Congruence in symptom assessment between hepatocellular carcinoma patients and their primary family caregivers in China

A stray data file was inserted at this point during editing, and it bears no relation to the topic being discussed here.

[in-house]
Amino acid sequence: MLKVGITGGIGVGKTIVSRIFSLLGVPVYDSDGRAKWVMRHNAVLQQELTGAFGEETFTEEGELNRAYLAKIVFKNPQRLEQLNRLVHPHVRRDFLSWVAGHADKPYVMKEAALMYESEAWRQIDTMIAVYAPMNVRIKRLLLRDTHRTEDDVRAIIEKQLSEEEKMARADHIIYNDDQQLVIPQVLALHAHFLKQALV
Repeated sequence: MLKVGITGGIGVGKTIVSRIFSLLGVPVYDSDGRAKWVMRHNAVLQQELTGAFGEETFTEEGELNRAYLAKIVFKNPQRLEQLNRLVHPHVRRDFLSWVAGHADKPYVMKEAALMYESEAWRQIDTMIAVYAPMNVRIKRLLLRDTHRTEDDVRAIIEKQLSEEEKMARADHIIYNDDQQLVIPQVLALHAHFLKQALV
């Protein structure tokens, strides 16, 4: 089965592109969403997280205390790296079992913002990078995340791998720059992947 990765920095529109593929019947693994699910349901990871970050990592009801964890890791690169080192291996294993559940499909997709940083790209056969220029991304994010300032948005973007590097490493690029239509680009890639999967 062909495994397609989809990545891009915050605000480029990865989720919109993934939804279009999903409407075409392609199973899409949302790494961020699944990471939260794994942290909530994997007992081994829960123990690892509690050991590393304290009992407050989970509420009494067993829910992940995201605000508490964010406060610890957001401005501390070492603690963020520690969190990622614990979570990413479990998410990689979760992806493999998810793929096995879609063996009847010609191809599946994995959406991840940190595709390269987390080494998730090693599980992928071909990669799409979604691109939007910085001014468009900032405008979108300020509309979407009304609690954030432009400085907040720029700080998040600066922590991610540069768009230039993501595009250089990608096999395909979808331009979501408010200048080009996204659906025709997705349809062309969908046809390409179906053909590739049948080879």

OBJECTIVE Caregivers, assuming the responsibilities of caring for patients, are involved in significant emotional and physical caring which may lead to depressive symptoms. However, few studies are available pertaining to related factors of depressive symptoms among cancer caregivers in China. This study aims to evaluate the prevalence of depressive symptoms and to explore its predictive factors. METHODS A face-to-face interview was conducted with 312 cancer caregivers in Shenyang. Depressive symptoms were assessed by the Center for Epidemiologic Studies Depression scale. Hierarchical multivariate regression analysis was used to explore the factors related to depressive symptoms. In the hierarchical regression, caregiver demographic characteristics were entered in the first step, patients' characteristics were entered in the second step, objective caregiving loads were entered in the third step, subjective caregiving burden was entered in the fourth step, and Sense of Coherence (SOC) was entered in the last step. RESULTS The prevalence of caregivers' depressive symptoms was 63.5%. Regression analyses showed that demographic characteristics of caregivers and subjective caregiving burden explained most of the total variance, accounting for 28.5% and 14.6%, respectively. Subjective caregiving burden was positively associated with depressive symptoms, whereas SOC was negatively associated with depressive symptoms. CONCLUSIONS Chinese caregivers of cancer patients experienced higher levels of depressive symptoms. Demographic characteristics of caregivers and subjective caregiving burden were the most significant predictors of depressive symptoms, whereas SOC could attenuate the levels of depressive symptoms. Caregiving burden should be decreased, and SOC is highly recommended to manage caregiving tasks in order to alleviate depressive symptoms.